The controller is also charged with the task of defining, based on the grid’s suitability, whether the microgrid’s mode or sequence of operation is on-grid or off-grid. Thus, the controller is actively synchronizing and re-synchronizing the different assets, sharing active and reactive powers, and providing the necessary protective functions to run them safely.

A microgrid controller could be tasked with the following from the DER management perspective:

  • To minimize and optimize the use of genset running hours while maximizing their load factor to rationalize the time before overhaul expectation.
  • To avoid the curtailment of renewable energy, maximizing its contribution and improving its integration into the system, while maintaining power production and stability.
  • To maximize the usable capacity of an energy storage system (ESS) by means of optimizing its state of charge while securing its intended purpose (managing frequency or voltage imbalances, trading, arbitrage, or peak-shaving, among others) and its cycling expectations until its end of life.

Controlling the above can be done under scheduled or fixed operation principles signaled by DER availability and LCOE. The controller can define the load best add/shed strategies to maintain stability while securing maximum availability, as well as provide a comprehensive and intuitive user experience through human machine interface and cloud interfacing for data acquisition, visualization, reporting and analyzing.

These controls can also be layered for primary, secondary and tertiary functionality. This provides better coordination in multi-microgrid systems and enables voltage and frequency stability to be maintained, power to be shared and circulating currents within the microgrids to be mitigated. It also allows for voltage and frequency restoration within systems and optimization of the overall energy management and operation.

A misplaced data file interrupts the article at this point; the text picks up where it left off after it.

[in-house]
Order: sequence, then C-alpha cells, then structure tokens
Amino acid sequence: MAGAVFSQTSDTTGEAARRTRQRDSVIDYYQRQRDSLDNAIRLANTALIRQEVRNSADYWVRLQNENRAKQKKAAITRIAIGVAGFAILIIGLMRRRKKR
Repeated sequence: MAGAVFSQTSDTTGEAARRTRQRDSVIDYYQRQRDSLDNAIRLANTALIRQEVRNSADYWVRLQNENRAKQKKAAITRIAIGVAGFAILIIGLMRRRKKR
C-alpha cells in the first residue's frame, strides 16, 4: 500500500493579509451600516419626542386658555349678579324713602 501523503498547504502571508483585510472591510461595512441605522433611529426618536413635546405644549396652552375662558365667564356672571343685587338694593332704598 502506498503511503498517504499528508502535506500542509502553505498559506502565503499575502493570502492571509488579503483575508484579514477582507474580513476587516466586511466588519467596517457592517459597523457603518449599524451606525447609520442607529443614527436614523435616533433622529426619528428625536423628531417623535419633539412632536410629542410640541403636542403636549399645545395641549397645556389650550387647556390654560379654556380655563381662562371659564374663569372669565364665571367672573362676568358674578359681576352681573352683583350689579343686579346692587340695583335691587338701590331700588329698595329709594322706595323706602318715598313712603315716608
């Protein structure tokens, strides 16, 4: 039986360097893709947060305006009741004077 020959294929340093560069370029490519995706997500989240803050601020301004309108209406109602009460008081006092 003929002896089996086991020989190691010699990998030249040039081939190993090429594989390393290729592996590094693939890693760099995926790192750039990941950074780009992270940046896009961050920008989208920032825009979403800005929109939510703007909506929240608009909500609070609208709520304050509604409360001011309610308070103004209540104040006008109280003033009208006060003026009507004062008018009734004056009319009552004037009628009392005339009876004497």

One control system can satisfy the requirements of these layers depending on the size and number of assets/systems involved.

Building on a strong foundation

All the aforementioned enable microgrids to be the foundation for new energy transition schemes such as Power-to-X. Power-to-X brings more flexibility to the complexity of variable renewable energy dispatchability such as hydrogen or synthetic fuels (liquid or gaseous).

As I consider the benefits of microgrids, I think about four questions: What do I want to accomplish? How will I accomplish it? Which components/technologies should I use? And what can I do to better rationalize and compartmentalize my existing demand to optimize the solution and even make it more bankable and profitable?

All-in-all the microgrid solution is an important shining star in the energy transition’s bright future.